Chris Brogan appeared, like a lot of other folks did, on my radar somewhere in 2007 via Twitter. He stayed on my radar because he publishes genuine blog posts that seem to come from the heart. Much of the mid-2007 posts (I lost track later on) were thoughtful; he was asking himself, and us, a lot of good questions.
I find him one of the genuine people on Twitter.
For a while a filed him in my Thinkers folder in Google Reader; he's still a Thinker but has made social media and social media marketing his "thing".
I asked him for a guest post here and got one of the best phrased brush offs ever; friendly, social, very polite -- and very clear. Fortunately he didn't mind being the first main target of the Q&A's 🙂
Unless otherwise noted, the highlighting and the links in the answers are mine.
The byline of your blog is "community and social media" and the title of the page is "social media business strategy and more". Do these two, the social media community and social media business strategies, overlap, co-exist or do they by and large have conflicting interests?
Ah, so now you know my secret.
I feel this: communication is communication.
I can convince my wife that I need a new laptop bag that's very different than the last four laptop bags I've bought, or I can tell you about my upcoming conference and explain why you have to be there. They both are an abstraction of words and meaning. So, I use both taglines because I have both audiences, because ultimately, I'm teaching the same thing: how the web humanizes communications again.
High level, what would you say entails a general social media business strategy?
Listening, collaboration, custom engagement, and a more tailored alignment to standard business goals.
Where most folks go astray is they mistake business strategies and social media strategies as being far afield. In my perspective, the social media part is a set of tools with a certain application that align with business strategy in general. Alan Scott, CMO of the Dow Jones companies agrees, and told me as much on stage at New Marketing Summit this past October.
Is there such a thing as social media marketing or is it more a case of trying to build goodwill and hoping something will come of it?
I think there's a set of marketing practices that lend themselves to the social media toolset.
Content marketing like blogging is successful for Dell in their DigitalNomads.com. Conversational/community marketing is working great for people like Home Depot and Tyson Foods and others on Twitter. There are all kinds of people trying new swings at marketing.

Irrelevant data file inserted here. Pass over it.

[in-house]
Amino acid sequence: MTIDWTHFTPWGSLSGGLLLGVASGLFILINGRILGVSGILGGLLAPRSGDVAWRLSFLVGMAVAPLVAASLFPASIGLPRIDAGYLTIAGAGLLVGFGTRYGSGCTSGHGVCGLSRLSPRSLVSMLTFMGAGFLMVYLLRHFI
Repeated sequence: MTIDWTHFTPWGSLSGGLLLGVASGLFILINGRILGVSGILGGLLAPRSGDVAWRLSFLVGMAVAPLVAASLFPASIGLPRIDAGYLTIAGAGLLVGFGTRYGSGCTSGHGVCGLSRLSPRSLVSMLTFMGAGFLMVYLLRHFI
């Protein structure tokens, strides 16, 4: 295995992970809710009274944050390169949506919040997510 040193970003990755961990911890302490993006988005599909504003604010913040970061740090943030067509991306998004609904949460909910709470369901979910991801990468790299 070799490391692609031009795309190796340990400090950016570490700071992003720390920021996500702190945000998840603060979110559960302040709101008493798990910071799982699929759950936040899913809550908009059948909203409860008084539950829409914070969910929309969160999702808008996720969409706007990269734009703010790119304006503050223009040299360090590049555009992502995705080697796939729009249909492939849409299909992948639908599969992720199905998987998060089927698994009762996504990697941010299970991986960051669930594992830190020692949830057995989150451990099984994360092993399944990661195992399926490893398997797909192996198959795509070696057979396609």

Those who are building business are those who are using the human aspects of the medium to reach people in a more authentic way, but with a business-minded result.
We recently did a series of posts on using social media to identify and answer needs. Can using social media in this way be overkill for some companies? I.e., too many representatives online and thus being views as "too pushy".
I think there's a risk of companies coming off as "big brother" creepy at first, but I think that people are actually seeking this kind of online connectivity.
Frank Eliason from Comcast showed us that. He started answering people's complaints about Comcast customer service on Twitter, and from there, people really took notice.
Frank showed us that people are ready to be answered wherever they are, instead of just on the phone. We're using a 100 year old technology as our primary source of business interaction. Think we can mix it up a bit?
I'm Jane & John Doe. I think the company where I work could really benefit from social media; that it would help the business grow. Am I right -- and if so, what do I tell my manager now?
Not every company needs social media. Companies who do better with broadcasting don't need social media. Companies who feel they're still getting great returns on their existing marketing methods probably don't need the tools.
For companies who believe their customers have individual tastes, this is the right way to go. For companies who like to deliver quality and value in their conversational methods, social media is the evolution of media. It's all tomorrow's radios, as Julien Smith and I will write about in our book, Trust Agents [Ruud: they already did the free Trust Economies]. By that, we mean that the people who jumped from print marketing to radio marketing owned the game.
We feel social media is a gatejumping technology, and that the people who master it will win.
These are difficult economic times: should I start "something" on the web and try to make my money there? Why yes/no?
The web is the world's best salesman, marketer, and shopfront. It's inexpensive, easy to find, and gives you a quick start towards trying to deliver new streams of income.
I started my own site. I've next to nothing to invest into promotion. What do you suggest I do?
Depending on the site, find the people who'd care and strike up conversations. Not promotions, conversations. Get to know them. Once they have a better sense of you, they want to participate. They'll promote you.
Building relationships with people who want to promote you is endlessly better than trying to shove your stuff onto other folks.
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